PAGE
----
This is Paul. Paul and his business partner, Rita, recently started a new business. They did all the usual open-a-business tasks — rented an office, bought high quality office furniture, hired a graphic designer to create a logo, and had signage made. All these elements helped create a professional image that would gain the notice of the customers they’re seeking.
Paul and Rita knew that their website would be a critical part of their clients’ first impression, so they took a few steps to create a site that would fit their image and augment their other marketing. Three items were top on the list.
- Keep a consistent look
Paul and Rita worked with their website designer to choose colors and fonts that were consistent with the overall look of their office decor, signage and brochures. Since many businesses have similar names, it can be difficult for customers to be sure they’re on the correct website. Paul and Rita branded the site with a look and feel that easily identifies their company.
Whether you’re creating a new site or sprucing up your current one, be sure the look and feel of the site clearly identifies your company. If you have brochures or other print materials designed, be sure to coordinate them with your website by using similar images, fonts and colors.
Make it easy for customers to find what they want
Paul and Rita took the time to draw a map of their site before they started on the design. When creating your site’s structure, think like your customer. Be sure he can find what he’s after within a few clicks. What’s important to you may be just peripheral noise to them. For example, your company history may be long and colorful, but your customer may not think so when he’s looking for your services right now.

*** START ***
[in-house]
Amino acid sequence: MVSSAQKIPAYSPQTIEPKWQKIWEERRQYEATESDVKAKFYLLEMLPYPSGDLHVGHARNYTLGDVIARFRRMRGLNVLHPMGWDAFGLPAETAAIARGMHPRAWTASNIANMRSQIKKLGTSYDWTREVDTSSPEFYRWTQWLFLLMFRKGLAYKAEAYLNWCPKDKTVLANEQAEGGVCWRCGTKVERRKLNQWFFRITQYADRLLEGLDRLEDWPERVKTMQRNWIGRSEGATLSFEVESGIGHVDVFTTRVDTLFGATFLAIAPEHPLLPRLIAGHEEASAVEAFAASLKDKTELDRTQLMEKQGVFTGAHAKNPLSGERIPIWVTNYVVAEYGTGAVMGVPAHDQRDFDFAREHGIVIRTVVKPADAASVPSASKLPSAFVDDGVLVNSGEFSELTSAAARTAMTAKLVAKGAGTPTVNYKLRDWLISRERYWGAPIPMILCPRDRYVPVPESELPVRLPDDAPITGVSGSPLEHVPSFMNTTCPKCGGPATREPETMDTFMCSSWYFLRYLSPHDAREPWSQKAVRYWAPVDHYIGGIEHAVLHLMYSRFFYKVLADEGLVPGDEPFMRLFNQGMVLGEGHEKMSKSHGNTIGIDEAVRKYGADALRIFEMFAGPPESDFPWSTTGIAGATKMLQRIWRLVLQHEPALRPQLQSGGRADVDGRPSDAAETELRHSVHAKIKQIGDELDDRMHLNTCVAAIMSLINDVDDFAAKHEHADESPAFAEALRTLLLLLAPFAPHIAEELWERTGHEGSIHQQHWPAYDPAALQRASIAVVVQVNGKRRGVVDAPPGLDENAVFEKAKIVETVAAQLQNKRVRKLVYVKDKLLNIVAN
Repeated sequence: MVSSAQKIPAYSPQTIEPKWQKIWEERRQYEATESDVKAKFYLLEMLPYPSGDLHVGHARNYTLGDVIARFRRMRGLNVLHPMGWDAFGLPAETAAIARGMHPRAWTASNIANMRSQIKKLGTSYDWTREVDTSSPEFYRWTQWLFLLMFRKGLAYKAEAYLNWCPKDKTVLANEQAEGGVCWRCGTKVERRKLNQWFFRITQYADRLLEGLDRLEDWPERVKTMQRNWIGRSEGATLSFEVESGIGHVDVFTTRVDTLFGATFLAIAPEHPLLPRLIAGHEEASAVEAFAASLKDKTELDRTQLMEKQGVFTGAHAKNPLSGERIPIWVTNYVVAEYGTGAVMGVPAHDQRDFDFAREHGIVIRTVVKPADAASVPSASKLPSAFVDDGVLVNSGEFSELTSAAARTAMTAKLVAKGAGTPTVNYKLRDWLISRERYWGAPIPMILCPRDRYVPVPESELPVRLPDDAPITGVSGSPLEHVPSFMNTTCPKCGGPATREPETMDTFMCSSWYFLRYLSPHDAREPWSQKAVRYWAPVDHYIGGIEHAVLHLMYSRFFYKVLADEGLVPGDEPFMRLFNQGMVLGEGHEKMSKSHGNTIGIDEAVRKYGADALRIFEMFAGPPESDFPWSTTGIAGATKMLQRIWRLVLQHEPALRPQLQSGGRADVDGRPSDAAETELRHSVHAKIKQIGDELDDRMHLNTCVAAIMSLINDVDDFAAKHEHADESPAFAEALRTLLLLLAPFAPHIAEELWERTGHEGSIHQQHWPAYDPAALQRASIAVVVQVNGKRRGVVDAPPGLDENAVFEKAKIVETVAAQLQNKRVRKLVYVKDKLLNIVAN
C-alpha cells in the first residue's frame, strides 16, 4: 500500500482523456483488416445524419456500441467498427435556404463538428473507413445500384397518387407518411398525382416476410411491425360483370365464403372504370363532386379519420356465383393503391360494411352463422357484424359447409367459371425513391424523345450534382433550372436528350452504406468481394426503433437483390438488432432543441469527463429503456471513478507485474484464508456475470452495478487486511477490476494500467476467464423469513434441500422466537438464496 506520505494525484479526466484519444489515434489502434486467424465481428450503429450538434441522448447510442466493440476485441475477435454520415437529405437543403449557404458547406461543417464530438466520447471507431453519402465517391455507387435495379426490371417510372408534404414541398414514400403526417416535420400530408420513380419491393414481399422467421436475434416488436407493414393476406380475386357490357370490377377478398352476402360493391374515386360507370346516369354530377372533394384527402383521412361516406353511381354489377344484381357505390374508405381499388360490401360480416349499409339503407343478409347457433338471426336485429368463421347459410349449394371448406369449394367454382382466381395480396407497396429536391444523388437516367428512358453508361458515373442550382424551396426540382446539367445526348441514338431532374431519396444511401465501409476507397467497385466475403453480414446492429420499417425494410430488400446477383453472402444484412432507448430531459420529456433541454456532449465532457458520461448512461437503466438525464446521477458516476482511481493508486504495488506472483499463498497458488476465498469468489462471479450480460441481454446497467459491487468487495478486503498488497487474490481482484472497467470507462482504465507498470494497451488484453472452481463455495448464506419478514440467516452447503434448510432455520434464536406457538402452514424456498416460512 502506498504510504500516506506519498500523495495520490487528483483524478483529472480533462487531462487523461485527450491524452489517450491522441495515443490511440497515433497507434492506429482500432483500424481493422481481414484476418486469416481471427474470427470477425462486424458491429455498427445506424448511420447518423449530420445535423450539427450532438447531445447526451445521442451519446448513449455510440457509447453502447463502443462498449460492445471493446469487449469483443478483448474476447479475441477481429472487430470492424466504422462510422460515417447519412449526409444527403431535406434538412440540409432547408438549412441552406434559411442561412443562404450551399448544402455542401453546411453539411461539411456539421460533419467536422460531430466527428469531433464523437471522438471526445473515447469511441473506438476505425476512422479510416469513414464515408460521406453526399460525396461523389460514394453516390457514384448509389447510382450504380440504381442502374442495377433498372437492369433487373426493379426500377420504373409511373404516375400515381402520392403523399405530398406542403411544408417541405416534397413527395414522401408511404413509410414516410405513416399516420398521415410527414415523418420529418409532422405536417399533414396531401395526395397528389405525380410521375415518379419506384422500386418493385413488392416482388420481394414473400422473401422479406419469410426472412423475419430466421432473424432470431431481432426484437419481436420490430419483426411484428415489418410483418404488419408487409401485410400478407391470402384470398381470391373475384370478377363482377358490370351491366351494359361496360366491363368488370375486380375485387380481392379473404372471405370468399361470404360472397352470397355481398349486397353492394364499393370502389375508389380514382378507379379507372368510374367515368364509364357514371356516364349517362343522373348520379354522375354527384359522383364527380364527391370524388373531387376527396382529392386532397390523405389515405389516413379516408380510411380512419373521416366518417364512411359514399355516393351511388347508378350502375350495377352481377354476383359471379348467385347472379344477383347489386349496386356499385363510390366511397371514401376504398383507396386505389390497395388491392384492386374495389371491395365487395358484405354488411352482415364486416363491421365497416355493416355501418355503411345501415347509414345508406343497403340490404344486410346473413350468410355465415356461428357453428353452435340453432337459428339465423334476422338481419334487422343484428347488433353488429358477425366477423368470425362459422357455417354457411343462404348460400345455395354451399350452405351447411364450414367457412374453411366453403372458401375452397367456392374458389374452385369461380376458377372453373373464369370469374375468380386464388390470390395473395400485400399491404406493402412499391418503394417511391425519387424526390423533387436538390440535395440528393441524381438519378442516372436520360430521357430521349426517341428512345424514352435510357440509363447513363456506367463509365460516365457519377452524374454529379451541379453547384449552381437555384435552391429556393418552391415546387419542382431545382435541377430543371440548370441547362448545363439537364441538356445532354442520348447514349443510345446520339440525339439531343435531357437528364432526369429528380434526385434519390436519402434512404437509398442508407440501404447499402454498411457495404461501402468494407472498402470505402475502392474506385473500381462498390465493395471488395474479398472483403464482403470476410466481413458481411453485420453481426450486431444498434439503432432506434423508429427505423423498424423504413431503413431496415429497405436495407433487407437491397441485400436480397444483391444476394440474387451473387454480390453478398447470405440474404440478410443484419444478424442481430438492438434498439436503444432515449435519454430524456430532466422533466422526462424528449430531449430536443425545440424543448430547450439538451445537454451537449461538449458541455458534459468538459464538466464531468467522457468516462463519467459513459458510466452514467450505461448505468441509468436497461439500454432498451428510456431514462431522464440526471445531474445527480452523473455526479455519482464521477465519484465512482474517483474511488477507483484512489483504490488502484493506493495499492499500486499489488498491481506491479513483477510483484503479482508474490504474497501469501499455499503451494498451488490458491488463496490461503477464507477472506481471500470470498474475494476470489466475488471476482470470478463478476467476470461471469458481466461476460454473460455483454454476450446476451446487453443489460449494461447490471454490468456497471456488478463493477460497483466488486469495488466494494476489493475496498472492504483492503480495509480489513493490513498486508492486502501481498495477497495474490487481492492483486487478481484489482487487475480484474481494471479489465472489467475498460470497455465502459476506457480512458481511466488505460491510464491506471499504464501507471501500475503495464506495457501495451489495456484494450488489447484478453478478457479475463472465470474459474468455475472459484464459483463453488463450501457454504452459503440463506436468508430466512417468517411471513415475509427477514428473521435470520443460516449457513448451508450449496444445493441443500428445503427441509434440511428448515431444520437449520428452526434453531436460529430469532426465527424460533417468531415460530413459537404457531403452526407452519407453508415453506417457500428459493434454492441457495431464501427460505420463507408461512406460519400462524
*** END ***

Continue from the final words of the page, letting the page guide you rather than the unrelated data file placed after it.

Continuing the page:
It’s common practice in website layout to use the footer on each page to display a map of your site and the information a visitor may want quickly. This serves both new visitors – the ones who have never seen your site before – and return customers who know what you have to offer but want quick information, such as your phone number.
People want to be informed before they call. Having previously worked in their industry Paul and Rita were familiar with common questions about their services. You probably answer your customers’ questions every day either on the phone or in person. Make sure each of these questions is answered thoroughly on your website. The benefit of this is two-fold: you’ll spend less time answering the same questions multiple times and Google will have a better idea of what you do, therefore giving you a better position on the search results page for specific topics.
Google’s newest algorithm is actually designed to answer questions asked by humans in a conversational tone. Where ten years ago, someone might type “plumber” into the search bar, it’s become common now to use longer phrases. If the question “How can I make my water taste better?” is answered on a plumber’s website, Google will be more likely to display that page in the search results when that question is entered in the search bar.
These are just a few of the ways you can make your site work to draw the right customers to your website.